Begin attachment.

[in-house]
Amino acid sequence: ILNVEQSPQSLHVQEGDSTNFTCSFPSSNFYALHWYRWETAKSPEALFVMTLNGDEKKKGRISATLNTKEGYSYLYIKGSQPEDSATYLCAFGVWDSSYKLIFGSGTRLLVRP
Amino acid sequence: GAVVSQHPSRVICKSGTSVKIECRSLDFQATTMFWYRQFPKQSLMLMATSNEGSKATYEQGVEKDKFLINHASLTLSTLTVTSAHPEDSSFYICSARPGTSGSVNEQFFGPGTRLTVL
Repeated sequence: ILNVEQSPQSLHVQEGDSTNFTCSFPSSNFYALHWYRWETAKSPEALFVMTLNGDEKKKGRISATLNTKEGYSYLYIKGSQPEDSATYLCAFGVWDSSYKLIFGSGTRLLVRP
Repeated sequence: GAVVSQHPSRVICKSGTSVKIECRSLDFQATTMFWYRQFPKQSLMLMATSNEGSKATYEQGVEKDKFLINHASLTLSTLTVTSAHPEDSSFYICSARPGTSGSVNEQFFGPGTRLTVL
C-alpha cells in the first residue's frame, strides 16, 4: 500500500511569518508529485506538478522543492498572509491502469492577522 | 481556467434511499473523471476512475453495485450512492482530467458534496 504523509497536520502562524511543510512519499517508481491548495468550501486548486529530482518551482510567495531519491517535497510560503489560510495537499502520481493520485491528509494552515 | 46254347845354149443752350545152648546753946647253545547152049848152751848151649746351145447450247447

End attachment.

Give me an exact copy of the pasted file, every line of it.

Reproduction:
[in-house]
Amino acid sequence: ILNVEQSPQSLHVQEGDSTNFTCSFPSSNFYALHWYRWETAKSPEALFVMTLNGDEKKKGRISATLNTKEGYSYLYIKGSQPEDSATYLCAFGVWDSSYKLIFGSGTRLLVRP
Amino acid sequence: GAVVSQHPSRVICKSGTSVKIECRSLDFQATTMFWYRQFPKQSLMLMATSNEGSKATYEQGVEKDKFLINHASLTLSTLTVTSAHPEDSSFYICSARPGTSGSVNEQFFGPGTRLTVL
Repeated sequence: ILNVEQSPQSLHVQEGDSTNFTCSFPSSNFYALHWYRWETAKSPEALFVMTLNGDEKKKGRISATLNTKEGYSYLYIKGSQPEDSATYLCAFGVWDSSYKLIFGSGTRLLVRP
Repeated sequence: GAVVSQHPSRVICKSGTSVKIECRSLDFQATTMFWYRQFPKQSLMLMATSNEGSKATYEQGVEKDKFLINHASLTLSTLTVTSAHPEDSSFYICSARPGTSGSVNEQFFGPGTRLTVL
C-alpha cells in the first residue's frame, strides 16, 4: 500500500511569518508529485506538478522543492498572509491502469492577522 | 481556467434511499473523471476512475453495485450512492482530467458534496 504523509497536520502562524511543510512519499517508481491548495468550501486548486529530482518551482510567495531519491517535497510560503489560510495537499502520481493520485491528509494552515 | 46254347845354149443752350545152648546753946647253545547152049848152751848151649746351145447450247447